Storage jar used for Fumitory Water, Italy, 1640-1660

Made:
1640-1660 in Deruta
maker:
Unknown

Creative Commons LicenseThis image is released under a Creative Commons Attribution-NonCommercial-ShareAlike 4.0 Licence

Buy this image as a print 

License this image for commercial use at Science and Society Picture Library

Science Museum Group Collection
© The Board of Trustees of the Science Museum

Syrup jug, Italian, fine example from Deruta, mid c17, polychrome maiolica, used for earth smoke water

The inscription painted on the side of this earthenware jar translates from Latin as “Smoke Water”. In this preparation, the dried herb, fumitory, is infused with water and drunk to cleanse the humours, which were thought to cause blockages in the body if unbalanced. Such blockages were believed to trigger a range of health problems, including leprosy, fevers, itches and skin conditions. When taken with the expensive and elaborate preparation theriac, the water was considered to be useful against plague.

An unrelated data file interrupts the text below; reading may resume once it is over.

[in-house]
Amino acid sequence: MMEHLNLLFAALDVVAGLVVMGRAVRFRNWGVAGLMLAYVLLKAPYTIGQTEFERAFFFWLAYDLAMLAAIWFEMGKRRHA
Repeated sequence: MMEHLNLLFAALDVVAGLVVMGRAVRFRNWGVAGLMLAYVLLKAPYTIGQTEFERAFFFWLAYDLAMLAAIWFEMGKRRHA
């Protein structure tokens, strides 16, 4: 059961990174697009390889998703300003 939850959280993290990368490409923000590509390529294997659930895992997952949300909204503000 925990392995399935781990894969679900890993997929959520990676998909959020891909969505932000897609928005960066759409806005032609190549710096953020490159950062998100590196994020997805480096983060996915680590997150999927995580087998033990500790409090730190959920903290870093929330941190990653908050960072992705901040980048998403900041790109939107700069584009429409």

The handle of the jar is a snake entwined around a rod, a symbol traditionally associated with Asklepios, the Greek and Roman god of healing and medicine.

Details

Category:
Medical Ceramic-ware
Object Number:
A17900
type:
storage jar
taxonomy:
  • furnishing and equipment
  • container - receptacle
  • storage vessel
status:
Loan: Wellcome Trust

Cite this page

Rights

We encourage the use and reuse of our collection data.


Data in the title, made, maker and details fields are released under Creative Commons Zero


Descriptions and all other text content are licensed under a Creative Commons Attribution 4.0 licence

Using our data

Download

Download catalogue entry as json

Download manifest IIIF

Our records are constantly being enhanced and improved, but please note that we cannot guarantee the accuracy of any information shown on this website.